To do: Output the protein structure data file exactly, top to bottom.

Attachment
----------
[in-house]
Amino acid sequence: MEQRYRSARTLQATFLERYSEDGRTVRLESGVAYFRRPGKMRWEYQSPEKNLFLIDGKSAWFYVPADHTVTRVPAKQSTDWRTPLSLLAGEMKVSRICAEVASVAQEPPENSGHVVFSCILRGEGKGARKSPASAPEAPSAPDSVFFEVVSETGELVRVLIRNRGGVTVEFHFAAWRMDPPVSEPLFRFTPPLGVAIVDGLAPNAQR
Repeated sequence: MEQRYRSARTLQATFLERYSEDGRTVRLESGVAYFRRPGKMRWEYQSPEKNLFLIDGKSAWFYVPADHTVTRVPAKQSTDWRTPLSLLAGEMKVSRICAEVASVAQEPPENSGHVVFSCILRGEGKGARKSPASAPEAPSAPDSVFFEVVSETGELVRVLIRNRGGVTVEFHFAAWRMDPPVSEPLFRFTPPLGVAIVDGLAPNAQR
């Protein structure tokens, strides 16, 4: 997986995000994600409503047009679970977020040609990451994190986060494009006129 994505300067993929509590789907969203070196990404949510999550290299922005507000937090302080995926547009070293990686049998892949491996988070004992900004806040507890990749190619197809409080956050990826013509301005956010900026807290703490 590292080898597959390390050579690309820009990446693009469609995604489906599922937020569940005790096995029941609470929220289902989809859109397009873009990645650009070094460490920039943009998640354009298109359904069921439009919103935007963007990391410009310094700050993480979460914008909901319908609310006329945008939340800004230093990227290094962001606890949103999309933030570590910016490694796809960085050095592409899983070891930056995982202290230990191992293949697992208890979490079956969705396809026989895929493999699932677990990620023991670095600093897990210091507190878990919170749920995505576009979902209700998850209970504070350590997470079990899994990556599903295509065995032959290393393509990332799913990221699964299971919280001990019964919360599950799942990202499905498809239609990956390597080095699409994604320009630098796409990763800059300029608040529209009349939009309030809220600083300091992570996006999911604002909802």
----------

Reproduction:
[in-house]
Amino acid sequence: MEQRYRSARTLQATFLERYSEDGRTVRLESGVAYFRRPGKMRWEYQSPEKNLFLIDGKSAWFYVPADHTVTRVPAKQSTDWRTPLSLLAGEMKVSRICAEVASVAQEPPENSGHVVFSCILRGEGKGARKSPASAPEAPSAPDSVFFEVVSETGELVRVLIRNRGGVTVEFHFAAWRMDPPVSEPLFRFTPPLGVAIVDGLAPNAQR
Repeated sequence: MEQRYRSARTLQATFLERYSEDGRTVRLESGVAYFRRPGKMRWEYQSPEKNLFLIDGKSAWFYVPADHTVTRVPAKQSTDWRTPLSLLAGEMKVSRICAEVASVAQEPPENSGHVVFSCILRGEGKGARKSPASAPEAPSAPDSVFFEVVSETGELVRVLIRNRGGVTVEFHFAAWRMDPPVSEPLFRFTPPLGVAIVDGLAPNAQR
């Protein structure tokens, strides 16, 4: 997986995000994600409503047009679970977020040609990451994190986060494009006129 994505300067993929509590789907969203070196990404949510999550290299922005507000937090302080995926547009070293990686049998892949491996988070004992900004806040507890990749190619197809409080956050990826013509301005956010900026807290703490 590292080898597959390390050579690309820009990446693009469609995604489906599922937020569940005790096995029941609470929220289902989809859109397009873009990645650009070094460490920039943009998640354009298109359904069921439009919103935007963007990391410009310094700050993480979460914008909901319908609310006329945008939340800004230093990227290094962001606890949103999309933030570590910016490694796809960085050095592409899983070891930056995982202290230990191992293949697992208890979490079956969705396809026989895929493999699932677990990620023991670095600093897990210091507190878990919170749920995505576009979902209700998850209970504070350590997470079990899994990556599903295509065995032959290393393509990332799913990221699964299971919280001990019964919360599950799942990202499905498809239609990956390597080095699409994604320009630098796409990763800059300029608040529209009349939009309030809220600083300091992570996006999911604002909802």